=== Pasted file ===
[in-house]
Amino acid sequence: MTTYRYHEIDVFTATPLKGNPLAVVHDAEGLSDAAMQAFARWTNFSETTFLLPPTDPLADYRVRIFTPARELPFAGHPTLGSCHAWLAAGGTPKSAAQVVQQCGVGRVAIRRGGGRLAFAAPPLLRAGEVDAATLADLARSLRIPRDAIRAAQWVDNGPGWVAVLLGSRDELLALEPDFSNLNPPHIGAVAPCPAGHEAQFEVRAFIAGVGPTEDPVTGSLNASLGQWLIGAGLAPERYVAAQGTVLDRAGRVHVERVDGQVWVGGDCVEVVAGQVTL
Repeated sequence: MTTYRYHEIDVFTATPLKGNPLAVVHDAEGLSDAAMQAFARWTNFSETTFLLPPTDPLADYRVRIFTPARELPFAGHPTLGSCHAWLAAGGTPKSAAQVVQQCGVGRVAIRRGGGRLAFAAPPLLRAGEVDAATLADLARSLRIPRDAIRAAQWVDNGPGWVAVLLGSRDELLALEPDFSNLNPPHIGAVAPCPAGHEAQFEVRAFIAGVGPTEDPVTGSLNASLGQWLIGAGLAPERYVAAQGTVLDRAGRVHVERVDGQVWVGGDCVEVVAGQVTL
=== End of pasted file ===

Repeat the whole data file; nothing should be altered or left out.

[in-house]
Amino acid sequence: MTTYRYHEIDVFTATPLKGNPLAVVHDAEGLSDAAMQAFARWTNFSETTFLLPPTDPLADYRVRIFTPARELPFAGHPTLGSCHAWLAAGGTPKSAAQVVQQCGVGRVAIRRGGGRLAFAAPPLLRAGEVDAATLADLARSLRIPRDAIRAAQWVDNGPGWVAVLLGSRDELLALEPDFSNLNPPHIGAVAPCPAGHEAQFEVRAFIAGVGPTEDPVTGSLNASLGQWLIGAGLAPERYVAAQGTVLDRAGRVHVERVDGQVWVGGDCVEVVAGQVTL
Repeated sequence: MTTYRYHEIDVFTATPLKGNPLAVVHDAEGLSDAAMQAFARWTNFSETTFLLPPTDPLADYRVRIFTPARELPFAGHPTLGSCHAWLAAGGTPKSAAQVVQQCGVGRVAIRRGGGRLAFAAPPLLRAGEVDAATLADLARSLRIPRDAIRAAQWVDNGPGWVAVLLGSRDELLALEPDFSNLNPPHIGAVAPCPAGHEAQFEVRAFIAGVGPTEDPVTGSLNASLGQWLIGAGLAPERYVAAQGTVLDRAGRVHVERVDGQVWVGGDCVEVVAGQVTL